Taking a similar position, the Equal Employment Opportunity Commission (“EEOC”) recently weighed in with its own guidance highlighting the central place that anti-harassment training should occupy in an employer’s compliance efforts and providing an outline of effective training practices. The November 22, 2017 bulletin titled “Promising Practices for Preventing Harassment” identifies “five core principles that have generally proven effective in preventing and addressing harassment”: leadership, accountability, strong policies, accessible complaint procedures, and regular training. Notably, the bulletin places particular emphasis on effective harassment training, stating: “[l]eadership, accountability, and strong harassment policies and complaint systems are essential components of a successful harassment prevention strategy, but only if employees are aware of them”. The bulletin further notes that training “may help ensure that the workforce understands organizational rules, policies, procedures, and expectations, as well as the consequences of misconduct.”[i]

Most importantly, the EEOC noted that not all training is created equal, and the bulletin suggests that the most effective employee harassment training is “conducted by qualified, live, interactive trainers…” and is tailored to the specific workplace and workforce with examples of unacceptable conduct, identification and contact information for those in the organization responsible for addressing harassment, discussion of the employer’s complaint process (including what information may be requested during an investigation), and explanations of the range of possible consequences for misconduct.  In other words, training curriculum should not be one-size-fits-all and might best be developed and presented in conjunction with trainers who can combine their subject matter expertise with their familiarity with your organization to clearly communicate these important concepts with your employees.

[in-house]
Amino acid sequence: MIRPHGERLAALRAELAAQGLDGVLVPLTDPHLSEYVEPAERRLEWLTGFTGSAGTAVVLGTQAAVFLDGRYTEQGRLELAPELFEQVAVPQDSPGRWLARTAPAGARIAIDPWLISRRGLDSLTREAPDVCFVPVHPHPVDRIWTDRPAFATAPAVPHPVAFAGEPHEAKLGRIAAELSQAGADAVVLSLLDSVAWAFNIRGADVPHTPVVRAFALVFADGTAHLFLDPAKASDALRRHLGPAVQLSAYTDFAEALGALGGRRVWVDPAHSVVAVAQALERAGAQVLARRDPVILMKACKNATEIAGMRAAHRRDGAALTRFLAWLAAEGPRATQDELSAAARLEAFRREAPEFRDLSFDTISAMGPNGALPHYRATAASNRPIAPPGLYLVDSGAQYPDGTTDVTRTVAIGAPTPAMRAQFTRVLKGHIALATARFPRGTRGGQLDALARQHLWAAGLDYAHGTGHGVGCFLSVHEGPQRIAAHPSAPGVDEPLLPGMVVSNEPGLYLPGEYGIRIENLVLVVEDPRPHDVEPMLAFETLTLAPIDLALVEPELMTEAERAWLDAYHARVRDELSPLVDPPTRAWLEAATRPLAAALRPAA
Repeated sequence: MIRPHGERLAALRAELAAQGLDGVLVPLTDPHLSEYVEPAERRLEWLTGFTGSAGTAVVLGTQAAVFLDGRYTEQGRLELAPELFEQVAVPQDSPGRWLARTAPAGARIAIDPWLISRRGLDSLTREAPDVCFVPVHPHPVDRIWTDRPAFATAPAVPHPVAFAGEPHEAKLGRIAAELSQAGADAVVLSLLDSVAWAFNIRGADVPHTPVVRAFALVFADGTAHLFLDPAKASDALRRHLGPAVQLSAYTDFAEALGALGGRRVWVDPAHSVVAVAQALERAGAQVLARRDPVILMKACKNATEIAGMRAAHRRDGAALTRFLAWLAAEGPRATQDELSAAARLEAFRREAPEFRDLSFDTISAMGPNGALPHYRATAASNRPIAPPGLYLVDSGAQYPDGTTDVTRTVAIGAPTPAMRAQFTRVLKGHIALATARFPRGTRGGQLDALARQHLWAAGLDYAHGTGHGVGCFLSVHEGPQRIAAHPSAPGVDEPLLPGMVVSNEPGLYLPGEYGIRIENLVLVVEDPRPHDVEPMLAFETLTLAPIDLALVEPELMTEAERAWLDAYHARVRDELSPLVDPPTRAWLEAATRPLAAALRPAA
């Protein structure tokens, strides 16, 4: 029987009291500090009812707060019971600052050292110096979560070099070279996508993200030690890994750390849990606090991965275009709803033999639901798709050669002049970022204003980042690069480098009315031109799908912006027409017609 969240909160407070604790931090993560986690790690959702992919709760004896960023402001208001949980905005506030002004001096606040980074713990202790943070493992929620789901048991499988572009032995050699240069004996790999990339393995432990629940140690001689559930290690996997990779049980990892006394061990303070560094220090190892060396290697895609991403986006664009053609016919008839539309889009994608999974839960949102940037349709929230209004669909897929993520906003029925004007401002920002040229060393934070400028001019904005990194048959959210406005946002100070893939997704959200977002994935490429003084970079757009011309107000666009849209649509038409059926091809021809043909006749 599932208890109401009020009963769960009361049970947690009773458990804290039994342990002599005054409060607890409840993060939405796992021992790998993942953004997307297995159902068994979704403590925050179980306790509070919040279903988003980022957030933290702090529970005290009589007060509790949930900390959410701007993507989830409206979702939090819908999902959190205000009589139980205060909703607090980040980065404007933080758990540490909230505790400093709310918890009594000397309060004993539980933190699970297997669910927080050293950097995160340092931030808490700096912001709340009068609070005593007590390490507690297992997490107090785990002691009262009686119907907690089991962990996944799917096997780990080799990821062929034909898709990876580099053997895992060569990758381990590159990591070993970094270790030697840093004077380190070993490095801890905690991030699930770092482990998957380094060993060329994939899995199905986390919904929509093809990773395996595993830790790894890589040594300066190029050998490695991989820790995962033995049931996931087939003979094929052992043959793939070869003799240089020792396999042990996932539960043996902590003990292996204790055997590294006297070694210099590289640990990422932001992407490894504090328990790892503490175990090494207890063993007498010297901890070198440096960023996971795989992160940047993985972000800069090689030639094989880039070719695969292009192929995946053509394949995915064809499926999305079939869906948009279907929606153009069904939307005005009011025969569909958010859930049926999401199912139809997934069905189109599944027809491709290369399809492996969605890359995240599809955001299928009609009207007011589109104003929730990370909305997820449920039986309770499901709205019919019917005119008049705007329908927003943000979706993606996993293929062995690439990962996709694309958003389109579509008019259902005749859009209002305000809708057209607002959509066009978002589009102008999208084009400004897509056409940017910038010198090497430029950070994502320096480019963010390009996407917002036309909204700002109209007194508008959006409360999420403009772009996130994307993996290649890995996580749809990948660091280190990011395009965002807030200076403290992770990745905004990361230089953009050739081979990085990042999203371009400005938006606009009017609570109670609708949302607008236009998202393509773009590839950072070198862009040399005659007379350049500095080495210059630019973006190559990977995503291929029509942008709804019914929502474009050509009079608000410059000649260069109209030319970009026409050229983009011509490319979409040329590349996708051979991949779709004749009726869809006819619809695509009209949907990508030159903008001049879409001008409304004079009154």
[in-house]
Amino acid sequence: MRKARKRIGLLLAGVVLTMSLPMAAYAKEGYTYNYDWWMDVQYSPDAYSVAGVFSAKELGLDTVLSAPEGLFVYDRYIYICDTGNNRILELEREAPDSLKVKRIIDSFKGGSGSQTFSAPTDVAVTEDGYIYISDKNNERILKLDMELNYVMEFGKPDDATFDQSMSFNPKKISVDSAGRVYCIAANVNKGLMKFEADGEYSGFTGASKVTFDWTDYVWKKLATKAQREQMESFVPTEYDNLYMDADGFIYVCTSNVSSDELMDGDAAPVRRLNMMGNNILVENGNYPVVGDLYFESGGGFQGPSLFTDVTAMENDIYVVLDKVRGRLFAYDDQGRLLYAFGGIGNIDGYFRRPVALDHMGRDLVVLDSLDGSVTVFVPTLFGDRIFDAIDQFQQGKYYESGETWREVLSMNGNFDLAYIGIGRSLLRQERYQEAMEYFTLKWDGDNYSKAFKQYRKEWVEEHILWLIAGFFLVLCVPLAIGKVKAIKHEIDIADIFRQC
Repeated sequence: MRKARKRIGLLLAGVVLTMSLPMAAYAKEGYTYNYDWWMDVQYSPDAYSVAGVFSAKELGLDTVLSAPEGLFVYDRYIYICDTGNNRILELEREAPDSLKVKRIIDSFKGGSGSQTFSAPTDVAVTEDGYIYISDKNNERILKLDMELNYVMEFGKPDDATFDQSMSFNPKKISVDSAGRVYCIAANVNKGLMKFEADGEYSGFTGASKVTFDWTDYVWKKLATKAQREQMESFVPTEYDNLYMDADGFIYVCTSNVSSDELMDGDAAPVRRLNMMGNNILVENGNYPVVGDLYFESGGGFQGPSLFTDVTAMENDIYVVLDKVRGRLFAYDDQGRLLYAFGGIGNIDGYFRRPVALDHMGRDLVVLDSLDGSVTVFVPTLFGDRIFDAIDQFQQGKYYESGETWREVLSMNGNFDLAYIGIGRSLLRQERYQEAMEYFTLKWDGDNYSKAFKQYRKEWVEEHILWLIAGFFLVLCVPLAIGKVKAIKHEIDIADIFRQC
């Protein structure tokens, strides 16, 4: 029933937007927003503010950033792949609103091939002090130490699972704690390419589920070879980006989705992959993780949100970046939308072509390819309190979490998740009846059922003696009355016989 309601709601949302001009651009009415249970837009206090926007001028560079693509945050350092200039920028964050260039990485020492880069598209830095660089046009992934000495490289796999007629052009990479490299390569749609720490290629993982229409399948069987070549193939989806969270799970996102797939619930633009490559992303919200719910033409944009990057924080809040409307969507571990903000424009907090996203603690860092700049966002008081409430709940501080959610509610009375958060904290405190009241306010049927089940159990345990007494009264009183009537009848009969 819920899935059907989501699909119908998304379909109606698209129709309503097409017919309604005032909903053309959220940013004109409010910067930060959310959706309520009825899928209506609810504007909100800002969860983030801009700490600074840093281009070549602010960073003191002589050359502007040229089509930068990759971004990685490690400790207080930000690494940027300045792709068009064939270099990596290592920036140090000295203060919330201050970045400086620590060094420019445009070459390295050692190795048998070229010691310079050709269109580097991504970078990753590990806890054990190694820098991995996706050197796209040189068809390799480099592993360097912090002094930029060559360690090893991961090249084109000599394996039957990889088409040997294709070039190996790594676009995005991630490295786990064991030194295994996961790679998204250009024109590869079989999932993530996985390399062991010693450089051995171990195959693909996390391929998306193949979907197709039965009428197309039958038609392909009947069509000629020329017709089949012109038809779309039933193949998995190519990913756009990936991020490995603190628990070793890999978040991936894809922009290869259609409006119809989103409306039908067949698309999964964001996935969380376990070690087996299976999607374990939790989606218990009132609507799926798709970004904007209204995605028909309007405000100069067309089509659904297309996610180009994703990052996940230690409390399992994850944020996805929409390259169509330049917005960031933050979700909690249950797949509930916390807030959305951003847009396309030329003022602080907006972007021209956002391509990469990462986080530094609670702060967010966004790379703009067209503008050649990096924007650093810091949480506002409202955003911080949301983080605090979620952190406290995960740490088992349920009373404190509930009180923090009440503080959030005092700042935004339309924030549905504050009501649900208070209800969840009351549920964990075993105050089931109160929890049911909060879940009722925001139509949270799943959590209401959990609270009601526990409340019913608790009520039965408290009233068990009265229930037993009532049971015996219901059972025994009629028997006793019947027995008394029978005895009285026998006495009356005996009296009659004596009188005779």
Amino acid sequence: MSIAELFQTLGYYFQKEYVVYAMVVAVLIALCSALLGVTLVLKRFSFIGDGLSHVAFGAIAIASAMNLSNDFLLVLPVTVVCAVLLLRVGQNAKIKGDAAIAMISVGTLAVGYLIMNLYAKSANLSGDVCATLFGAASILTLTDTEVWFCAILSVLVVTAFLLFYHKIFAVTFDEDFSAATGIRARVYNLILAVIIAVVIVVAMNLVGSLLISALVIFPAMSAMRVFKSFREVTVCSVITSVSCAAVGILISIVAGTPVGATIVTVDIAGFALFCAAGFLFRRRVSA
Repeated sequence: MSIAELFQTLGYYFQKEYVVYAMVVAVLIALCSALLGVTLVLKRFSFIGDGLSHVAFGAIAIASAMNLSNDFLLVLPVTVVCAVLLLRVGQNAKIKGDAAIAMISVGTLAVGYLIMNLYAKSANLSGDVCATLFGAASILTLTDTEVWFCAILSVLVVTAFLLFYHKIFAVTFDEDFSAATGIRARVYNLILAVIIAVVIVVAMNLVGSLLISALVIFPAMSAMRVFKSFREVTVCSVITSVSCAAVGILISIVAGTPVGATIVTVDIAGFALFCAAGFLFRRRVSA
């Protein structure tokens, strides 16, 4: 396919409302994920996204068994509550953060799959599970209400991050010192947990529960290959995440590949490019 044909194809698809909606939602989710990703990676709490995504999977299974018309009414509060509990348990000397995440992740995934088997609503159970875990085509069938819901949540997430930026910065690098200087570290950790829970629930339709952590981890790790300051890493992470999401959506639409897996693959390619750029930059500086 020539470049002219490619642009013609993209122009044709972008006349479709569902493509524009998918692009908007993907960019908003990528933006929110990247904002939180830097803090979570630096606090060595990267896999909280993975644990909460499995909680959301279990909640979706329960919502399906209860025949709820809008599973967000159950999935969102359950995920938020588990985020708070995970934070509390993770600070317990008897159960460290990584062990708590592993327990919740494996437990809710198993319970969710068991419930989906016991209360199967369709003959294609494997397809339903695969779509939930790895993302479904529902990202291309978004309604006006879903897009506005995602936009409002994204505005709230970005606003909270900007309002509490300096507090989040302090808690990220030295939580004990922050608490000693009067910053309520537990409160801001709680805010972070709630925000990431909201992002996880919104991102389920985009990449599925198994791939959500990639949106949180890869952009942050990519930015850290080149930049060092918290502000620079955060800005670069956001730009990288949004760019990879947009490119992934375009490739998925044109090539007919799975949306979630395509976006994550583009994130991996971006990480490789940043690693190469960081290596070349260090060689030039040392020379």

Although not legally binding, the EEOC’s guidance clearly signals its position on the importance of effective anti-harassment training and serves as a good guide for employers attempting to create and/or implement sound training practices to best serve their employees and to stay out of the EEOC’s crosshairs. Last year, the EEOC received approximately 13,000 charges alleging sex-based harassment and that number could be higher next year given the increased awareness of the issue and willingness of victims to come forward.

As the calendar turns to 2018, a renewed focus by employers on sexual harassment training practices seems prudent given all that transpired in 2017.  In order to create and maintain a safe and productive workplace employers should examine their current compliance efforts and ensure that policies and practices are current, lawful, and regularly communicated to employees by qualified individuals as part of a training program specifically tailored to the particular workforce and work environment. The attorneys in Koley Jessen’s Employment, Labor and Benefits Practice Group regularly conduct live training sessions on a variety of subjects and have extensive experience with designing and presenting sexual harassment training. If you have any questions about your legal obligations with respect to sexual harassment in the workplace or if you would like to discuss any aspect of your compliance practices, please contact a member of Koley Jessen’s Employment, Labor and Benefits Practice Group.

[i] The bulletin is available at: https://www.eeoc.gov/eeoc/publications/promising-practices.cfm#_ftnref2.